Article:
While the parties - whether major or minor - want to make it easy for you to vote above-the-line, a below-the-line vote means that you determine how your vote is distributed after your first choice on the ballot, while an above-the-line vote means that your vote is distributed according to the preferences of your first choice party. (This may be not always be the same way you'd like your vote to be distributed.)
Anyone who passed 3rd grade maths is able to competently vote below the line. As long as you keep a careful count, your vote will be valid.
There are five easy steps:
(1) If there are any independents or minor parties that reflect your views better than either of the two major parties, vote for these candidates first, numbering each of these candidates in order, in whatever order you choose, beginning with the number 1.
(2) Then, after you've numbered your preferred independents and preferred minor party candidates (if there are any), continue to number the candidates from whichever major party you prefer (in comparison to the other one). Number them in whatever order you choose, which may be different from the way their party has numbered them.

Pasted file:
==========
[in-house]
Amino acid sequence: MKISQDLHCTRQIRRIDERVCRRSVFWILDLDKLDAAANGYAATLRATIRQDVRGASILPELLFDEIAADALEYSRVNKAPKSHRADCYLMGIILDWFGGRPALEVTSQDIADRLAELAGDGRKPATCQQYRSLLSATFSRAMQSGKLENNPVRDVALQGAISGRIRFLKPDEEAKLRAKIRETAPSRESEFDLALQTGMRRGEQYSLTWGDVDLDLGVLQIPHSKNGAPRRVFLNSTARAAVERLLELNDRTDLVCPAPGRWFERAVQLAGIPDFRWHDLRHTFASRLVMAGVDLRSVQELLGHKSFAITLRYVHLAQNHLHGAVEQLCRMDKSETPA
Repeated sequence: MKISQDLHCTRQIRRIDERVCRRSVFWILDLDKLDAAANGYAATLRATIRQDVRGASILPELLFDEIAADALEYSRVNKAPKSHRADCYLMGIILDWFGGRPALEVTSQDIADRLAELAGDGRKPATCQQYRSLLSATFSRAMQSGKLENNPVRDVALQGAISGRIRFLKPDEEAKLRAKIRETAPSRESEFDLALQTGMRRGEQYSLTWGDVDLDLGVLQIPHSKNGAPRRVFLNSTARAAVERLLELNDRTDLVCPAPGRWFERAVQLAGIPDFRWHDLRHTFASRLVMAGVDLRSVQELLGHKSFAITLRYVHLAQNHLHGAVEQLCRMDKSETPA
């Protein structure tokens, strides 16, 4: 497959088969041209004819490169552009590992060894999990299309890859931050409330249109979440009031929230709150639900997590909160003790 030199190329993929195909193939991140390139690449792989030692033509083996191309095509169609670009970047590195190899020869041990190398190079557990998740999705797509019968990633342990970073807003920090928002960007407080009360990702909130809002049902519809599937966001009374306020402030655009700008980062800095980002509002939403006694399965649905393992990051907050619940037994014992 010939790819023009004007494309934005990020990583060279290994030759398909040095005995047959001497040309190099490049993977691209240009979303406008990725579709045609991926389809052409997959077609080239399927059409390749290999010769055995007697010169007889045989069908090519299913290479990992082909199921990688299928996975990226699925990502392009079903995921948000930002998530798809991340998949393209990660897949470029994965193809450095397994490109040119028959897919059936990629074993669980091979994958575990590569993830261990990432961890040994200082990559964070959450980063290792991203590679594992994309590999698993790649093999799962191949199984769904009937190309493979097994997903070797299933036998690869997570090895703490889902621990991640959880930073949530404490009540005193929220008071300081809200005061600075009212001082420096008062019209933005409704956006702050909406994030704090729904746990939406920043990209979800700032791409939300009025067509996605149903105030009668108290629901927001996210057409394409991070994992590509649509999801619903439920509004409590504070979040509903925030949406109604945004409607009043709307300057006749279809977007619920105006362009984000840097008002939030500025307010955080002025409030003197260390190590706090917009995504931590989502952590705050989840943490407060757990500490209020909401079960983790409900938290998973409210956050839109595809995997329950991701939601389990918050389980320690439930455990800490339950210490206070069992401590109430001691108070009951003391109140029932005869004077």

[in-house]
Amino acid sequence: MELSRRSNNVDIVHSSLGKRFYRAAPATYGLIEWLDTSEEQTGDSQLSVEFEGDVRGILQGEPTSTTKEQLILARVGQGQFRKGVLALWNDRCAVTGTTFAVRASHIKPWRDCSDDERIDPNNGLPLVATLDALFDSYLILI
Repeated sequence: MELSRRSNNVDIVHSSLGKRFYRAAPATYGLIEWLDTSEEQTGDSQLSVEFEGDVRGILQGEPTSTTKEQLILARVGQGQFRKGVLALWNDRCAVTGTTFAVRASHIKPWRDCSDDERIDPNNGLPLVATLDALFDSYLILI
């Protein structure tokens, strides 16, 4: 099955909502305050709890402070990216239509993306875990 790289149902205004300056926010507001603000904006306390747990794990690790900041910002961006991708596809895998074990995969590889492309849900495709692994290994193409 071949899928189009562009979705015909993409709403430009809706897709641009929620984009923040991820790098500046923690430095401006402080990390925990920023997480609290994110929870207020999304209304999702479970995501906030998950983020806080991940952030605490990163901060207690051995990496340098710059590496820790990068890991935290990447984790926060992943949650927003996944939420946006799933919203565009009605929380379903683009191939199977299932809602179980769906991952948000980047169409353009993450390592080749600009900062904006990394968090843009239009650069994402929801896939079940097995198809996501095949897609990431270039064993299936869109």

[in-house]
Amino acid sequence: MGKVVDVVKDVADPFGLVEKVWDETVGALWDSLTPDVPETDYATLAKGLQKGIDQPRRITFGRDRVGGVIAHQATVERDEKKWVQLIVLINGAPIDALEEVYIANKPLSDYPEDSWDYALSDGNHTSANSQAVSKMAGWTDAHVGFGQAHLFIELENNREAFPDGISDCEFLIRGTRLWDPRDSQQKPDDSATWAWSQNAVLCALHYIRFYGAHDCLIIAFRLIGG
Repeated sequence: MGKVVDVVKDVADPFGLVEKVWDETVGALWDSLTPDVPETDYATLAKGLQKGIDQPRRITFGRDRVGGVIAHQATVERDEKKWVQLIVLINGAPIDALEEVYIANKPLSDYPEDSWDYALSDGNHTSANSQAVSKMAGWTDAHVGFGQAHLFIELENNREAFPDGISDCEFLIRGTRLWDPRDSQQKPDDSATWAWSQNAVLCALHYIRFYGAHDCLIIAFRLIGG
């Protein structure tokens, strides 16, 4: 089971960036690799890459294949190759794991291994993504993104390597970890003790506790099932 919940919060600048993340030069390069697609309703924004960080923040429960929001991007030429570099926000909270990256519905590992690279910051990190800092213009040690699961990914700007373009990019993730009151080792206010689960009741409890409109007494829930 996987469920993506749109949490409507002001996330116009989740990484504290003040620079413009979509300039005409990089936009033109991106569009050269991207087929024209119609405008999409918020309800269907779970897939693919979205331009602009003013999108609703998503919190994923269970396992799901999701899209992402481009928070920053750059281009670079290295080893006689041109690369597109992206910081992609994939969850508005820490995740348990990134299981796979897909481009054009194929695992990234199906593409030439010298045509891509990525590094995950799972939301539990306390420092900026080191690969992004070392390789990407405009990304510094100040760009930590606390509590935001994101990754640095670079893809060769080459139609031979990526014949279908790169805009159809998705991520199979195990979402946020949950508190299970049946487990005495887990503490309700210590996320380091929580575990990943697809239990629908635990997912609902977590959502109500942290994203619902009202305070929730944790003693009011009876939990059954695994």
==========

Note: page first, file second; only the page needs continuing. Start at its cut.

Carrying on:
(3) Now immediately after you've numbered the candidates for your preferred major party, continue to number the candidates from the other major party. (By doing this, your vote is highly unlikely to leak past your preferred major party.) Again, number these candidates in whatever order you choose.
(4) Then, number the remaining candidates for whom you haven't voted yet, in whatever order you choose.
(5) Finally, double-check your numbering. Remember that, to cast a valid below-the-line vote, you need to number each candidate in order from 1 to whatever the number of candidates on the ballot paper is, without either skipping or repeating any numbers. If you find you've made a mistake, go to the AEC staffer on duty and ask for a fresh ballot paper.
Voila! A valid below-the-line Senate vote.
A below-the-line vote is a good thing, regardless of the candidate or party for whom you choose to vote. A below-the-line vote means that you as a voter are using your intelligence as you cast your vote.